Nigel Farage is facing a rebellion within UK Independence Party ranks over suggestions of an electoral pact with Eurosceptic Tory MPs.
The Ukip leader has raised the prospect of its candidates running on a joint ticket with like-minded Conservatives at the next general election. The idea has also been floated by prominent Tories as a way of averting a split among voters on the centre-Right.
But Mr Farage is facing strong resistance from senior party figures who warn the move would alienate disillusioned former Labour voters contemplating switching allegiance to Ukip.
And they predict any attempt by Mr Farage to support local deals between Ukip and the Conservatives would run into strong opposition in the party's ruling national executive.
A senior party source told the Independent: "People might call us 'Nigel Farage's Ukip', but they forget the party is bigger than him.
"He would face a hell of a struggle to persuade colleagues over the wisdom of the move. I am dead against it. In my area there are plenty of Ukip activists who used to campaign for Labour - how would they react to a deal with the Tories?"
Mr Farage has said any pact would depend on David Cameron stepping down as Tory leader - and no decision would be made until after next year's European elections. But a spokesman for him yesterday insisted he had not ruled out the idea under all circumstances.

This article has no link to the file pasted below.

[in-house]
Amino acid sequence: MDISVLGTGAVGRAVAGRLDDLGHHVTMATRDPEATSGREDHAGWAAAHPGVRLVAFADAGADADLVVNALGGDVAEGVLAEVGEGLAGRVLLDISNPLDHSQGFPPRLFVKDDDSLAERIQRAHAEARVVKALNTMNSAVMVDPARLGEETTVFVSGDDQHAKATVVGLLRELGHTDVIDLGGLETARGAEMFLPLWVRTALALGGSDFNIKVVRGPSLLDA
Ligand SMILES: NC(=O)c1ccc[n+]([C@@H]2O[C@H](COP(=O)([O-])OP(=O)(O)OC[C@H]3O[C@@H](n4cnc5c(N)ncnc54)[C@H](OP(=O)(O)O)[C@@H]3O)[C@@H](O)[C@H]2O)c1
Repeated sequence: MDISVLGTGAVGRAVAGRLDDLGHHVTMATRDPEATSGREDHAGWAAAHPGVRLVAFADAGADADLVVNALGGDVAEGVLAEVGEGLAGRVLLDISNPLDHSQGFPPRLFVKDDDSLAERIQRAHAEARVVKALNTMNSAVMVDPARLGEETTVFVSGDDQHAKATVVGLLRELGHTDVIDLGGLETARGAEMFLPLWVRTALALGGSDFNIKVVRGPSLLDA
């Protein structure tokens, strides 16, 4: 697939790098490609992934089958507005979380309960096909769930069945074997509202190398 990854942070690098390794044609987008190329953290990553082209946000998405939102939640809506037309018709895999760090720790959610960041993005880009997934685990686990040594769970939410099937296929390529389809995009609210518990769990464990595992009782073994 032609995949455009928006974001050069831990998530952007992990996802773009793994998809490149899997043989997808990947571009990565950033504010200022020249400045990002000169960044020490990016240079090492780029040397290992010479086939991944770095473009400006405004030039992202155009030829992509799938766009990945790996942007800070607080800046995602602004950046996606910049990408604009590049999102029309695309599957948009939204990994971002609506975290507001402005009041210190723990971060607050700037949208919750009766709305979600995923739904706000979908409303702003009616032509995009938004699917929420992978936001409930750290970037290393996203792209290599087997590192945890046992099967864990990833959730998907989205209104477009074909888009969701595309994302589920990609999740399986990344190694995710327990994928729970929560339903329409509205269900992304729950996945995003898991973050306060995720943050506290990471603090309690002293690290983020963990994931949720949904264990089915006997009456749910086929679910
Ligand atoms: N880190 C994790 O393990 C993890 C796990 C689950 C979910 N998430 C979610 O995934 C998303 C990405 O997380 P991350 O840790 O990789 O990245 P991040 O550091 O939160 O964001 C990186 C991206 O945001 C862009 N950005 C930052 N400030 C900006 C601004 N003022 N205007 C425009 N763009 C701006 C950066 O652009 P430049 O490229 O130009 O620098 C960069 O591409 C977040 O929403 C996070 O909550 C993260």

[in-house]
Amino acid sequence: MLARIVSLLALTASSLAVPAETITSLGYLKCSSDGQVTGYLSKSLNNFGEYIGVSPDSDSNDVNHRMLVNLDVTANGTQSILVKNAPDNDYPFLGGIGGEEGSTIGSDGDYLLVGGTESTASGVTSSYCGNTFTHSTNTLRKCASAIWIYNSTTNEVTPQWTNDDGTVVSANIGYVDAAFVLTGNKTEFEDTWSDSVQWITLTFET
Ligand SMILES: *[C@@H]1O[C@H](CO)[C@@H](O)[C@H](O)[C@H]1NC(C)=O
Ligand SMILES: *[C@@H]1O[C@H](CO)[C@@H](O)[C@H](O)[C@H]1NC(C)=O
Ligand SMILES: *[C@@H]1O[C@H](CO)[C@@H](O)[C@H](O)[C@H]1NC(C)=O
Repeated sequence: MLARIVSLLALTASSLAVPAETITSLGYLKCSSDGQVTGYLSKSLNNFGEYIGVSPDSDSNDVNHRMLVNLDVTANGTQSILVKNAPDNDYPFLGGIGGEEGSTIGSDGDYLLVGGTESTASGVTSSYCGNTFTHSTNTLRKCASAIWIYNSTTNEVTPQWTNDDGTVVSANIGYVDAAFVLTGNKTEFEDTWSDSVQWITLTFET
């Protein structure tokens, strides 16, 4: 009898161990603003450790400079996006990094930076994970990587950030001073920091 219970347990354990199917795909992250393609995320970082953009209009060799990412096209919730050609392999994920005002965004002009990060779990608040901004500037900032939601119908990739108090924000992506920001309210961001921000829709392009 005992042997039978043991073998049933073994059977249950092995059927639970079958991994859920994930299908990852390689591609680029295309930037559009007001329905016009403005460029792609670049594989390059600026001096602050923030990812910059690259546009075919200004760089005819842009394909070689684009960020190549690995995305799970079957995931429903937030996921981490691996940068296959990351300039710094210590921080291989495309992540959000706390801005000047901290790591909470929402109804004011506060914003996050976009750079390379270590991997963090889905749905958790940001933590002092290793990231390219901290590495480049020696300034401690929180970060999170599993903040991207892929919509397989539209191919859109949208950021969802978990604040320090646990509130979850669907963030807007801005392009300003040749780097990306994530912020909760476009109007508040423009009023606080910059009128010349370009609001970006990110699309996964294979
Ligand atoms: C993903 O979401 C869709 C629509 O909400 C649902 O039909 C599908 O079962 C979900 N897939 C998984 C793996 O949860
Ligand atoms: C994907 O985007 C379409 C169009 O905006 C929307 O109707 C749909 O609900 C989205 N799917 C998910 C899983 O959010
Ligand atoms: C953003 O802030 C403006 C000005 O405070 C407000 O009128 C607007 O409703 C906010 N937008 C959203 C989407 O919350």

Opponents of the move within Ukip ranks argue that any tie-up with the Tories could prove toxic in urban constituencies in the north of England where the party has performed strongly in recent months. Their argument was underlined after Ukip came a strong second this week in a council by-election in Salford in a ward it had not even contested previously.
Stuart Parr, the author of Bloggers for Ukip, said: "An electoral pact with the Tories might give the Tories a boost, but it would fatally damage Ukip and one thing we are certainly not here to do is to make the Tories or any other party more electable."
Another site contributor said: "A Tory-Ukip pact would all but destroy the prospects we have with Labour voters. It would kill our advance in the Labour dominated areas of the North (and by extension Wales and Scotland) absolutely stone dead."